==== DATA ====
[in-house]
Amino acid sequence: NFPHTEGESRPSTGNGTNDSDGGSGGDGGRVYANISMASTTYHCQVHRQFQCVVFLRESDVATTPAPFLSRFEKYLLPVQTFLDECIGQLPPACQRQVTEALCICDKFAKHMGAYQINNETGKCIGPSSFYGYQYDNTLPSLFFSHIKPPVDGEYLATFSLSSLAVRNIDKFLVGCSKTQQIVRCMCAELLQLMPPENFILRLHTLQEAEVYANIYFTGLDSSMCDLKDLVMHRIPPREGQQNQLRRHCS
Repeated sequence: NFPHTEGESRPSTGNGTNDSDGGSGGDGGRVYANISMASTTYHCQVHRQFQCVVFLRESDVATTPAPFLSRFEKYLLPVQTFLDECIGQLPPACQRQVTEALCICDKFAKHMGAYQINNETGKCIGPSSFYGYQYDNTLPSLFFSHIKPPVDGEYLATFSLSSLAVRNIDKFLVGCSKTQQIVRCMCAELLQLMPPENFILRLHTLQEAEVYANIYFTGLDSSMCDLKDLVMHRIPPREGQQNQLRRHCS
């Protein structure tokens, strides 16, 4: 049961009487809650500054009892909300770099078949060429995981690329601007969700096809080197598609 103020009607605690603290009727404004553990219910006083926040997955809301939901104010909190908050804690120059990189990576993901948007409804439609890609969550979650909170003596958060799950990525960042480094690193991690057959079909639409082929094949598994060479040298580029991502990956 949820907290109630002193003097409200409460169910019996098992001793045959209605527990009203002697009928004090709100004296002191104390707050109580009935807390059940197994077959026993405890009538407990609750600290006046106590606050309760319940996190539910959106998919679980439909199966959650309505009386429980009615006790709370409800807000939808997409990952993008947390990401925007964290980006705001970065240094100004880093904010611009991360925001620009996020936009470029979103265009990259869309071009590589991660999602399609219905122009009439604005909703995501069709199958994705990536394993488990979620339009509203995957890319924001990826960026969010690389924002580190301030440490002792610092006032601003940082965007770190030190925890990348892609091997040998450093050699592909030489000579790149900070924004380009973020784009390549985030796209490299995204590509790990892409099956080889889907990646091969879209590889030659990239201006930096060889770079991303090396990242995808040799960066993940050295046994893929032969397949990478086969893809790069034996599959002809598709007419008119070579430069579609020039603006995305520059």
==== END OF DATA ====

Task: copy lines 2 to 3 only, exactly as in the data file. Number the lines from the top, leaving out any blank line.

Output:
Amino acid sequence: NFPHTEGESRPSTGNGTNDSDGGSGGDGGRVYANISMASTTYHCQVHRQFQCVVFLRESDVATTPAPFLSRFEKYLLPVQTFLDECIGQLPPACQRQVTEALCICDKFAKHMGAYQINNETGKCIGPSSFYGYQYDNTLPSLFFSHIKPPVDGEYLATFSLSSLAVRNIDKFLVGCSKTQQIVRCMCAELLQLMPPENFILRLHTLQEAEVYANIYFTGLDSSMCDLKDLVMHRIPPREGQQNQLRRHCS
Repeated sequence: NFPHTEGESRPSTGNGTNDSDGGSGGDGGRVYANISMASTTYHCQVHRQFQCVVFLRESDVATTPAPFLSRFEKYLLPVQTFLDECIGQLPPACQRQVTEALCICDKFAKHMGAYQINNETGKCIGPSSFYGYQYDNTLPSLFFSHIKPPVDGEYLATFSLSSLAVRNIDKFLVGCSKTQQIVRCMCAELLQLMPPENFILRLHTLQEAEVYANIYFTGLDSSMCDLKDLVMHRIPPREGQQNQLRRHCS